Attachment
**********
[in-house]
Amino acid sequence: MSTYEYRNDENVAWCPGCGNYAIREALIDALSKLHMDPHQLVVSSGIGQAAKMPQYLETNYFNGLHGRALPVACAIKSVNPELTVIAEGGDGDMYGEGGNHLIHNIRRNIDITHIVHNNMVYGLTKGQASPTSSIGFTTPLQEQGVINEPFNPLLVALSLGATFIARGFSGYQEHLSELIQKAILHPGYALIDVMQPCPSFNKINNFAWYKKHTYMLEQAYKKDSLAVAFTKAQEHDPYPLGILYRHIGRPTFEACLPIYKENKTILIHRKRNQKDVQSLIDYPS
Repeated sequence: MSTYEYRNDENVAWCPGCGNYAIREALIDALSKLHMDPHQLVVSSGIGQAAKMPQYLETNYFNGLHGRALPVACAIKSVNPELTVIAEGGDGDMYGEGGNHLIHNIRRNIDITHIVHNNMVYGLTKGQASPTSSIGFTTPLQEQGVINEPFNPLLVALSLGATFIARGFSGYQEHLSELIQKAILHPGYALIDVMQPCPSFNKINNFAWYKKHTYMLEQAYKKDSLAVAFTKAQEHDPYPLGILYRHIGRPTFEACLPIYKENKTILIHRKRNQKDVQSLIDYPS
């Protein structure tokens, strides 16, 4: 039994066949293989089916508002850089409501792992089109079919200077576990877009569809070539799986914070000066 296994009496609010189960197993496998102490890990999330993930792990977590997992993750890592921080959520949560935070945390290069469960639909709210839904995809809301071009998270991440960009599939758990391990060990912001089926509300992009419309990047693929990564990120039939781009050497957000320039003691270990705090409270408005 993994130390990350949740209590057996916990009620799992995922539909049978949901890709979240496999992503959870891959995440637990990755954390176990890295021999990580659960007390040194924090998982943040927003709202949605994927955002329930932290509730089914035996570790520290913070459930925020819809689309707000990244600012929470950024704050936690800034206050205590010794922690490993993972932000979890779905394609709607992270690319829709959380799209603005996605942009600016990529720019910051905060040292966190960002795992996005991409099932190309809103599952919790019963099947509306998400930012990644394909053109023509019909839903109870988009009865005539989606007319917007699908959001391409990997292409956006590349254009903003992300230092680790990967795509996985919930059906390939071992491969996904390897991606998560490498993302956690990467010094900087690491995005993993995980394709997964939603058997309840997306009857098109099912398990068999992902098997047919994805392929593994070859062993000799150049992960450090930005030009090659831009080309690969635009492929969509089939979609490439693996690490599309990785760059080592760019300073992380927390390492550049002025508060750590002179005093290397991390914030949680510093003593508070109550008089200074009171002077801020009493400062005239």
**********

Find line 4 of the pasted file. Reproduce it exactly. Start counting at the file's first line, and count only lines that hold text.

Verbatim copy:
């Protein structure tokens, strides 16, 4: 039994066949293989089916508002850089409501792992089109079919200077576990877009569809070539799986914070000066 296994009496609010189960197993496998102490890990999330993930792990977590997992993750890592921080959520949560935070945390290069469960639909709210839904995809809301071009998270991440960009599939758990391990060990912001089926509300992009419309990047693929990564990120039939781009050497957000320039003691270990705090409270408005 993994130390990350949740209590057996916990009620799992995922539909049978949901890709979240496999992503959870891959995440637990990755954390176990890295021999990580659960007390040194924090998982943040927003709202949605994927955002329930932290509730089914035996570790520290913070459930925020819809689309707000990244600012929470950024704050936690800034206050205590010794922690490993993972932000979890779905394609709607992270690319829709959380799209603005996605942009600016990529720019910051905060040292966190960002795992996005991409099932190309809103599952919790019963099947509306998400930012990644394909053109023509019909839903109870988009009865005539989606007319917007699908959001391409990997292409956006590349254009903003992300230092680790990967795509996985919930059906390939071992491969996904390897991606998560490498993302956690990467010094900087690491995005993993995980394709997964939603058997309840997306009857098109099912398990068999992902098997047919994805392929593994070859062993000799150049992960450090930005030009090659831009080309690969635009492929969509089939979609490439693996690490599309990785760059080592760019300073992380927390390492550049002025508060750590002179005093290397991390914030949680510093003593508070109550008089200074009171002077801020009493400062005239």